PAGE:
Spotlight: Git rebase

Sonntag, 21. Februar 2016

This article is about the common problem one faces, when working with feature branches. At one point in time one wants to reintegrate a feature (branch) back into the current development branch (often called master or development). Git offers two different approaches for this: The simplest one is a git merge which creates a new commit containing the complete diff of the two branches. The other but more complex one is a combination of git rebase and git merge. These two commands in combination allows a user to merge not just only the file diffs but also preserves the complete history of the feature branch which may be helpful in most cases since the commit messages contain relevant information as well.

In order to set up a Git repository having two branches and some commits I have created a small bash script which creates some files and commits to the different branches. Using this setup I have played around using git rebase command to illustrate how this command actually works. Figure 1 shows the commit graph which is the result when one executes the bash script.

{% include image.html file=“initial-repo-structure.svg” caption=“Fig. 1: Initial commit history of demo repository” %}

At this point we assume that the feature is fully implemented and is about to be reintegrated into the master branch. The question now is: How does one have to call the git rebase command. Figure 2 and Figure 3 show the different results depending on which branch the rebase command is applied. When the rebase command is called, Git looks for a common ancestor in the commit graph and uses this as basis for merging all later commits. In this example M2 is the last common commit of both branches and will be used as starting point. Now one has to know how rebase actually works: git rebase always appends all commits of a branch to the end of commits of the branch which is currently checked out. Hence, when one wants to reintegrate a feature branch, one has to checkout the feature branch first and then call git rebase master. When I call the rebase command I add an imaginary ”to” to the call: git rebase (to master) which makes the way rebase is working clearer. The command tells Git onto which branch the current branch shall be applied (cf. Figure 3).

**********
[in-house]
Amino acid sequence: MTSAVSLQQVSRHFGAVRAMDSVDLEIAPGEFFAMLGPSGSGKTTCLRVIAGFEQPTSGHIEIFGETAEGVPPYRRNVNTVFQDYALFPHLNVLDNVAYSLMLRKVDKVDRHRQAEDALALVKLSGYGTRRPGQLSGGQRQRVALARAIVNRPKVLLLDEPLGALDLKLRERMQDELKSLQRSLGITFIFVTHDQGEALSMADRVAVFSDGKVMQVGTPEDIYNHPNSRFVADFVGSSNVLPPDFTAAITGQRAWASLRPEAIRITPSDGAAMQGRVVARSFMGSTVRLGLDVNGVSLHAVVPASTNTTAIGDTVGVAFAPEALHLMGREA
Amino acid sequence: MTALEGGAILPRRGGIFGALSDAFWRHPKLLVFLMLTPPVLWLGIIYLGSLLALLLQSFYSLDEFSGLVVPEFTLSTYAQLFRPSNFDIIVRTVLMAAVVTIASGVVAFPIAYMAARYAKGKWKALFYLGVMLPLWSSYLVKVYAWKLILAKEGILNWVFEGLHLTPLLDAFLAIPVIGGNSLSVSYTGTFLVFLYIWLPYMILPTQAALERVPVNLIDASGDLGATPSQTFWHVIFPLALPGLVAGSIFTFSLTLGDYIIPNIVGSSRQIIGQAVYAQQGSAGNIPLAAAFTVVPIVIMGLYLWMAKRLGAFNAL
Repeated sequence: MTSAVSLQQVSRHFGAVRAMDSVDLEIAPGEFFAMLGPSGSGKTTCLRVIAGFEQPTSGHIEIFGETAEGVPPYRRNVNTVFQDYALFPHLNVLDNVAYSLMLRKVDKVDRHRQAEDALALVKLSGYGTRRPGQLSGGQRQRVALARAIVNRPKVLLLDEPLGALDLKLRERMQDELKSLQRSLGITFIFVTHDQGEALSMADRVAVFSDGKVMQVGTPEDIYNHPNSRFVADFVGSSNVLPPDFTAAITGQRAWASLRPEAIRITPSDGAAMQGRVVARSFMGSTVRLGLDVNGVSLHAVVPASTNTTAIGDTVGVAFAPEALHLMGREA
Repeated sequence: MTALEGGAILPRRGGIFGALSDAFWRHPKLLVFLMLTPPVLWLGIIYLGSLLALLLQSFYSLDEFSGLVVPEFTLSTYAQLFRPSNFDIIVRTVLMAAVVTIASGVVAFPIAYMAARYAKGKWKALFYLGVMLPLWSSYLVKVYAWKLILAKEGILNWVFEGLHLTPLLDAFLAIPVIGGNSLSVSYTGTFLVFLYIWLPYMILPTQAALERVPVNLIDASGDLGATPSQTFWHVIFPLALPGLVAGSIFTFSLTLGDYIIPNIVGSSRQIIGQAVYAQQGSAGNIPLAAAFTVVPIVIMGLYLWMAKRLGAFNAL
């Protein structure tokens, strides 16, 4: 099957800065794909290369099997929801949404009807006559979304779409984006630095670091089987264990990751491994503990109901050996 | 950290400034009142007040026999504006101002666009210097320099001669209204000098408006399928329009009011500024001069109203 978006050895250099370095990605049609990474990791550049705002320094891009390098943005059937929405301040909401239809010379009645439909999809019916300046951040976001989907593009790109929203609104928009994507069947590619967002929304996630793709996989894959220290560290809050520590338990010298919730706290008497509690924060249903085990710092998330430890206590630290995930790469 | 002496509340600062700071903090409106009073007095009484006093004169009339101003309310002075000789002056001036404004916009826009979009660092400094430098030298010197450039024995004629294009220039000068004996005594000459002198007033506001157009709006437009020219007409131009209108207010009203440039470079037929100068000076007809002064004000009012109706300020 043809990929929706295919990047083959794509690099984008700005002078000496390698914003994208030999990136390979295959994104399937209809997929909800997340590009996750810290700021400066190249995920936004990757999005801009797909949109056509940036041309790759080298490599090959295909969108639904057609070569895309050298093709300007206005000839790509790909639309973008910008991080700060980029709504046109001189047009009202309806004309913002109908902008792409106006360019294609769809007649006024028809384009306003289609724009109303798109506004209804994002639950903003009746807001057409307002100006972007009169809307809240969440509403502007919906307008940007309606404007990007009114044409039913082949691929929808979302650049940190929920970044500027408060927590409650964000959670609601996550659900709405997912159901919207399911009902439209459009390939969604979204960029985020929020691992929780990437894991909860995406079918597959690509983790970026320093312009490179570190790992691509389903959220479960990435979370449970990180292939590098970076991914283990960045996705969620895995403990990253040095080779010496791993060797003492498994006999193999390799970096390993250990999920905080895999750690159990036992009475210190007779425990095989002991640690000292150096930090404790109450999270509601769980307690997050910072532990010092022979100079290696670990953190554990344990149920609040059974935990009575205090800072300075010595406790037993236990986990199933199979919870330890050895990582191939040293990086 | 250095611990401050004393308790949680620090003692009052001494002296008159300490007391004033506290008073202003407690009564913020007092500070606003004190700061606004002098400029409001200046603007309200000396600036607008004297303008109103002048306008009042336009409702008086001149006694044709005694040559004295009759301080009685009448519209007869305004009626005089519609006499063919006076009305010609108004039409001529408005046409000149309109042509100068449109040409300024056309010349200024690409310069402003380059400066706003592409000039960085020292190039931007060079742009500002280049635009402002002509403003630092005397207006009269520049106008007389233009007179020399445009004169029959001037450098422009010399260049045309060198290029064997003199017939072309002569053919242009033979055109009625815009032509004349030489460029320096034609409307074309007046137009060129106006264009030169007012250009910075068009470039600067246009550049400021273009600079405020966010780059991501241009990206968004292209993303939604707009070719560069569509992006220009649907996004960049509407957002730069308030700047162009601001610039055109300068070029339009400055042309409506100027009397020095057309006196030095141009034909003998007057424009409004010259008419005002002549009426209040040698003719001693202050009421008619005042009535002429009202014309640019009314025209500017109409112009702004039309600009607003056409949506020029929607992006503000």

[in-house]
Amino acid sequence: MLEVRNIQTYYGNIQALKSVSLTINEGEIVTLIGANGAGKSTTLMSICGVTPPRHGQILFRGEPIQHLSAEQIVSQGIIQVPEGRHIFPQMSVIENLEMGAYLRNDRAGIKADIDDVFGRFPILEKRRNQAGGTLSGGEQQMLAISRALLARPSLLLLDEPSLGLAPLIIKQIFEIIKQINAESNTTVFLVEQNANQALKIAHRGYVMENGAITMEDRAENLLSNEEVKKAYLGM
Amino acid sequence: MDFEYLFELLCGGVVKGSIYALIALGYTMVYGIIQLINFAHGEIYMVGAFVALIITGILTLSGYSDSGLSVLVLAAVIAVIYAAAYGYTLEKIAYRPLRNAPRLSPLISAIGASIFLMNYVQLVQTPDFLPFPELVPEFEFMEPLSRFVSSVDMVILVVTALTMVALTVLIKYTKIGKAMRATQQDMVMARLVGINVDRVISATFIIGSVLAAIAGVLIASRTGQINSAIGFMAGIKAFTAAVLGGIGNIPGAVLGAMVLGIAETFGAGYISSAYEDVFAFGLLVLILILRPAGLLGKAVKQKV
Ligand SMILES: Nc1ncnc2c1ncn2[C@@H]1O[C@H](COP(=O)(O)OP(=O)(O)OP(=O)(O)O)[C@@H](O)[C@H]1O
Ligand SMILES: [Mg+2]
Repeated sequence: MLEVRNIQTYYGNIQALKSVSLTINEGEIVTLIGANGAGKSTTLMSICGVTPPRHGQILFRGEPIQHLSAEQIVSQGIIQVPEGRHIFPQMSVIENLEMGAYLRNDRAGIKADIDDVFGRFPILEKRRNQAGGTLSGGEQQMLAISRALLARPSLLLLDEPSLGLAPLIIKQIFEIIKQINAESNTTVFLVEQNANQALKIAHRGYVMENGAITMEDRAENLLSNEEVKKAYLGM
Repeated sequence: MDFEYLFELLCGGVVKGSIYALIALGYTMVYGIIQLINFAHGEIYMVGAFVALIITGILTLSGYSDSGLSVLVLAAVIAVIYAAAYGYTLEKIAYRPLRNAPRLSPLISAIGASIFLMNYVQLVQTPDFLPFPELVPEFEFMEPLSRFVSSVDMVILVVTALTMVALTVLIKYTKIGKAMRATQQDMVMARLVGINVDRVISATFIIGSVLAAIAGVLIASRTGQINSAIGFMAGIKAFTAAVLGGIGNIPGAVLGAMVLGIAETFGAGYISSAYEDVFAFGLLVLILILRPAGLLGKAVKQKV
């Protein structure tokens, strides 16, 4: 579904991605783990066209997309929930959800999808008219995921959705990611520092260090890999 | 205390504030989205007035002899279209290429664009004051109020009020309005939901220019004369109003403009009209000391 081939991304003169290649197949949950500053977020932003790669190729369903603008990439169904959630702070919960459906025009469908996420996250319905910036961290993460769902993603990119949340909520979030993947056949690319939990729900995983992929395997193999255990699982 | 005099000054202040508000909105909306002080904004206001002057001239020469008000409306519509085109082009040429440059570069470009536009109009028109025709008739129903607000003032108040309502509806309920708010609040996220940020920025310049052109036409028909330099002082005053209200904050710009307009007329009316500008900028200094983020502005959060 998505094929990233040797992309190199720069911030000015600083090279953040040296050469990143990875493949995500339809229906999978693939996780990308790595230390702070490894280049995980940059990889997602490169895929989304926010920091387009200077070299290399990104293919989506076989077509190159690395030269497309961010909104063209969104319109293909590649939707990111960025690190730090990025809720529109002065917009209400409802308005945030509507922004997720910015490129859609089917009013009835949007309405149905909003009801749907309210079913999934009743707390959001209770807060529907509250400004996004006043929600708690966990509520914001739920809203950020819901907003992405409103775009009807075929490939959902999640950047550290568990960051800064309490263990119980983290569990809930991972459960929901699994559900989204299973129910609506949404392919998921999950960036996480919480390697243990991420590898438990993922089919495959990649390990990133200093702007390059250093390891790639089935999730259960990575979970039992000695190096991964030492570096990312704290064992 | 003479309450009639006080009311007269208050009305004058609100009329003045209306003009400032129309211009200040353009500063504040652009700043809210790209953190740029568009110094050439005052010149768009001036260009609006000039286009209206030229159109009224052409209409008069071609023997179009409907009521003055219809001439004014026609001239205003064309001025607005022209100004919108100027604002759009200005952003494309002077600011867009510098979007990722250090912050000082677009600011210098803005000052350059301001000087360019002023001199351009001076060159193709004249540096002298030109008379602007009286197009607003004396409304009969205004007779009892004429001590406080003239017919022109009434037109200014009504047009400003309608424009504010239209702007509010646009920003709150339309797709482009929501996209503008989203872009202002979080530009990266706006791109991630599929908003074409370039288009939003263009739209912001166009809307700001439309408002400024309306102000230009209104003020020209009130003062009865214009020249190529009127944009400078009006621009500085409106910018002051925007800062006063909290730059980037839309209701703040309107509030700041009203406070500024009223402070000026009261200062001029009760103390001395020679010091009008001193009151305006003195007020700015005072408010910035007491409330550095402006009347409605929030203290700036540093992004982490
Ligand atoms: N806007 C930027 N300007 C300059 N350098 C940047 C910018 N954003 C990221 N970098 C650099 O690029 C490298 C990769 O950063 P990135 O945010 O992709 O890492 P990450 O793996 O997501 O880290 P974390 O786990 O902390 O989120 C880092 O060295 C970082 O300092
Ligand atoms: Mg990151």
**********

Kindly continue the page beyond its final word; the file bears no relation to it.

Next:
git rebase feature

{% include image.html file=“git-rebase-feature.svg” caption=“Fig. 2: Rebase feature branch (to master)” %} This example assumes, that the master branch is checked out. Hence, the commits after M2 are cut off and appended one by one to the very last commit of the feature branch.

git rebase master

{% include image.html file=“git-rebase-master.svg” caption=“Fig. 3: Rebase master branch (to feature)” %} In this example we assume, that the feature branch is checked out. Thus, the commits of the feature branch made after M2 are cut off and appended one after the other to the last commit of the master branch.


Git’s rebase command is a nice way to preserve commits of a feature branch and allows to add all commits to the development branch without loosing them. This helps to reduce the amount of branches as rebased branches can be safely removed. But using rebase might also mess up your history, since the whole history (at least the timestamps) are reset. Thus, rebase is dangerous as well when used the wrong way.

Nevertheless, using rebase over merge (espacially a fast-forward merge) always depends on the current use-case. In some cases it might be useful to preserve the branch commit history, then one should rely on rebase. When the history is irrelevant or contains messages which should not be part of the later result, using git merge might be a better choice.

Appendix: Bash script

{% gist 26e291331eb5eabb145b %}